TAMPA — The cynical sort could've attached a disclaimer to every USF offensive highlight from Saturday's mini-scrimmage at the Morsani Practice Complex.
Consider second-year quarterback Mike White's early precision, which included a stretch when he went 5-for-6 for 159 yards and a touchdown. But it was just a scrimmage.
Or two Chris Dunkley end-around runs that totaled 16 yards and a TD. Let's see how that works against Wisconsin.
Or runs by Michael Pierre and inconspicuous fullback Kennard Swanson that produced gains of 15, 10, 9 and 7 yards early on. But the defensive front is a work in progress.
All valid rebuttals to be sure. At this phase, the renovated Bulls offense has performed against exactly no one with whom it doesn't share a team meal. Yet after 11 spring practices, one argument holds up firmly against the fiercest cross-examination:
This offense still possesses more sleekness, strength, even swagger than the one that imploded in the 2013 season opener six months ago.
"I would say we're definitely night-and-day more comfortable," White said.
Not convinced? Consider this statement from defensive coordinator Chuck Bresnahan — whose personal pride is affixed to his unit's physicality — after the sixth spring practice.
"Right now, we're getting out-physicaled by our offense," he said.
Out-physicaled by our offense. Last fall, you would've been more likely to hear U2 would play the Sun Dome. Inferior up front, inept in the red zone and indecisive nearly everywhere else, USF (2-10) finished last in Division I-A with 11 offensive TDs.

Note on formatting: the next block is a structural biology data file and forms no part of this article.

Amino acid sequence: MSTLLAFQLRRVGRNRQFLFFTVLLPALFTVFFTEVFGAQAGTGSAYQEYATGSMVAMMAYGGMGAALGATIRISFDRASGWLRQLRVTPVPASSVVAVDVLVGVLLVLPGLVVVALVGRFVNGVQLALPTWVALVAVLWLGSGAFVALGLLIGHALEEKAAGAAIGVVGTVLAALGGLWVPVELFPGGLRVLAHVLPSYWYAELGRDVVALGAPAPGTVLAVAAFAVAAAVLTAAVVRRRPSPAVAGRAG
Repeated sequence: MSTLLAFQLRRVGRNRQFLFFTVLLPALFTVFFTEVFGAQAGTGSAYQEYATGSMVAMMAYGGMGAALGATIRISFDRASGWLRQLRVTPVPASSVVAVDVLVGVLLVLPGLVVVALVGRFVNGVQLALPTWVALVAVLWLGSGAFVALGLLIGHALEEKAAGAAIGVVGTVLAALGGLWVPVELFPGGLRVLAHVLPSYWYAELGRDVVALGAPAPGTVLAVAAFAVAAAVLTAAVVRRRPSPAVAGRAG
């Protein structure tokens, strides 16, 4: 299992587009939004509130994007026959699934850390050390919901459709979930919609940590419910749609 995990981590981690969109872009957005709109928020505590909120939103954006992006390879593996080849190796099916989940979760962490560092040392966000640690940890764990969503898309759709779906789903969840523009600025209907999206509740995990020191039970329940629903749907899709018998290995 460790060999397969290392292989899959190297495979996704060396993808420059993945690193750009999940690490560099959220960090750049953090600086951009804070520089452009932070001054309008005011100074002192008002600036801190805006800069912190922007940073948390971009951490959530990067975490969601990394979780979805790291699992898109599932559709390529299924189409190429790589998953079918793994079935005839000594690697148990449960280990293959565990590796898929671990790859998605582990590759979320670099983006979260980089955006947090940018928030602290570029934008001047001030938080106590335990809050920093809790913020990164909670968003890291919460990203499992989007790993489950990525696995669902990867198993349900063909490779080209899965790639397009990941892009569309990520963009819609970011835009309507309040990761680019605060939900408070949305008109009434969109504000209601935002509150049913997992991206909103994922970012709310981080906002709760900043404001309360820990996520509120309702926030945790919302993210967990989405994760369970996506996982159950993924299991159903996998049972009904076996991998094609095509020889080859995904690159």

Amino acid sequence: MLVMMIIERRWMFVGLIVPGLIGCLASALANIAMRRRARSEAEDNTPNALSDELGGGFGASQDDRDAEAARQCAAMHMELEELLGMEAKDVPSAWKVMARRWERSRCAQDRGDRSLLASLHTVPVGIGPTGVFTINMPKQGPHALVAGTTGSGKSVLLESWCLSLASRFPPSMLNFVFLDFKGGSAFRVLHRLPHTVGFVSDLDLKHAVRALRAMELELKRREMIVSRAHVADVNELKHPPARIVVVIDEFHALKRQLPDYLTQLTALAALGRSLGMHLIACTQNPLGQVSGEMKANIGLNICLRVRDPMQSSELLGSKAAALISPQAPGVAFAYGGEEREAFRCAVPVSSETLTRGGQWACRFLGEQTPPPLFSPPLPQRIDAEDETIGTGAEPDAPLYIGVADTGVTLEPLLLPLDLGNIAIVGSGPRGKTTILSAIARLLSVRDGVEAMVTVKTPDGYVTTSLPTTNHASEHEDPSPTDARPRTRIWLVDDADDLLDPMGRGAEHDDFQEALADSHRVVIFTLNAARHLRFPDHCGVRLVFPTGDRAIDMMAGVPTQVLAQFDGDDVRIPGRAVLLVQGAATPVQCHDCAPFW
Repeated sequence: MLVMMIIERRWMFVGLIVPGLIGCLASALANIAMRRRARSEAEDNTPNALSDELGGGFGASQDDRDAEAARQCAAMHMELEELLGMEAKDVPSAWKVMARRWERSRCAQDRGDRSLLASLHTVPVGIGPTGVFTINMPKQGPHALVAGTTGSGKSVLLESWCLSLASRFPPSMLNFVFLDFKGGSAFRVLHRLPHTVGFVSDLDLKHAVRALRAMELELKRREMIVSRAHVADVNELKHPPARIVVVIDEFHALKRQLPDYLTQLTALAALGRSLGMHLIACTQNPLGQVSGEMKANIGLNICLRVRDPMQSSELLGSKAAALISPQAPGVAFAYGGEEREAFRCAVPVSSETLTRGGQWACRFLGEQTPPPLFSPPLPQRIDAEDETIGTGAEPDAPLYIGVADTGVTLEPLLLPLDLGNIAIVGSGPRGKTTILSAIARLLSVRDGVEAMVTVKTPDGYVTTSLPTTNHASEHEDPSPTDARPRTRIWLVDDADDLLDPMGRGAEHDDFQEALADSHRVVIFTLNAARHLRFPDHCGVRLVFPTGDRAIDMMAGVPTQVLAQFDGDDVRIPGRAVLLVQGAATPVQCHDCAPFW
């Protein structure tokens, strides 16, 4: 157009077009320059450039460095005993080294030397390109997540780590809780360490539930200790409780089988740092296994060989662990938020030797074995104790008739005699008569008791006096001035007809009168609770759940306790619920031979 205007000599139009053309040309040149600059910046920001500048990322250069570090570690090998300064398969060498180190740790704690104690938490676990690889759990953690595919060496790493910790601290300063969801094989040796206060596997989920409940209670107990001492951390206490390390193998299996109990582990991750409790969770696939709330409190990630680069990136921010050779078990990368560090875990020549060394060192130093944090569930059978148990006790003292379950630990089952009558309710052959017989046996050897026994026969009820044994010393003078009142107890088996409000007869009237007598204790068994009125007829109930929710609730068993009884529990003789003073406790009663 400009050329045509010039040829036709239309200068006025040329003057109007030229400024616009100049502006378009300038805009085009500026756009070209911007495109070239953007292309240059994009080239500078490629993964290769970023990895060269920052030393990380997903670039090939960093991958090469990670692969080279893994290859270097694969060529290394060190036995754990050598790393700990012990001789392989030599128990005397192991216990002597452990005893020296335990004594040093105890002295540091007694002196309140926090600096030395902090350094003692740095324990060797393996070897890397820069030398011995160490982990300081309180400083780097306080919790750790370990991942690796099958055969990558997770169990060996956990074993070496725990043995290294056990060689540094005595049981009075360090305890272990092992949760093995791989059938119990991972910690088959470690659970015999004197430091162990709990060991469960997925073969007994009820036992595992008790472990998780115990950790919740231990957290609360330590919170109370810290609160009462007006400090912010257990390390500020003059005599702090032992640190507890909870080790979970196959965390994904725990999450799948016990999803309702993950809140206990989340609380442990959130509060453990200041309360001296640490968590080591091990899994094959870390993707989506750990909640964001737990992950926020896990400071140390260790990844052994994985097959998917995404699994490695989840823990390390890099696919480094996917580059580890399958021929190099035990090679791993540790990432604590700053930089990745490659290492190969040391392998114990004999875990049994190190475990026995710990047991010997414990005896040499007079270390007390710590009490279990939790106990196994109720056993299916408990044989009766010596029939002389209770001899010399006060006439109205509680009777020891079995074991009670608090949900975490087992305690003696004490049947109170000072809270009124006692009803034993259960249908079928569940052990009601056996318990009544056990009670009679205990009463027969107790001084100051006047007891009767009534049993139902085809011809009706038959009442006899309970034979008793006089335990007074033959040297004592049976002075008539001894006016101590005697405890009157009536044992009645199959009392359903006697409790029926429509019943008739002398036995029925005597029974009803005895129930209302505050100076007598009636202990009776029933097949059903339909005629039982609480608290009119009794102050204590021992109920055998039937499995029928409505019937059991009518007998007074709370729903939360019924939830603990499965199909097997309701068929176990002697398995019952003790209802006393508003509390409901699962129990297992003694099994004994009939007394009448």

Its 255.5 yards per game ranked 121st of 123 Division I-A schools.
So how do the Bulls explain this apparent transformation? Recruiting? Not really. Only six members of USF's nationally hailed 2014 signing class are on campus this spring, and only one of those —tight end Marlon Pope — is an offensive player.
They insist it's simpler than that: They've just hunkered down in the weight room and film room.
"If I had to go by scrimmages and complete practices, I'd say the offense is ahead (of the defense) right now," coach Willie Taggart said after Saturday's practice.
"The guys are just comfortable. We've got some new guys in there on defense, but offensively the guys are comfortable. They're bigger, they're stronger and they know where they're going."
Up front, the average weight of USF's five returning starters has increased from 297 to 310 pounds, affording White time to drop back and even check down when necessary. Top returning receiver Andre Davis (49 catches, 735 yards) has been, well, Andre Davis.
Tight end Sean Price, whose 35-yard catch over the middle set up the offense's first TD Saturday, has dropped roughly 10 pounds (to 245) and is evolving into a steady weapon. Wideout Rodney Adams, a Toledo transfer, has added another vertical dimension.
The holdover tailbacks, who have heard speculation since signing day they'll be supplanted by freshmen this fall, are running with purpose. And based on the eye test, the fresh wrinkles and brisk tempo brought in by new offensive coordinator Paul Wulff have been embraced.
"Coach Wulff's come in and they're playing with a tempo, they're playing with an attitude and they've kind of developed an identity," Bresnahan said.
Sure beats an identity crisis.
"We go out there, we know exactly what we're doing. We don't have to line up and think, "Oh wait, what's the play? Is there a kill?' " White said. "We get to go out there and we get to just play football like we've been doing, like we did in order to get us here."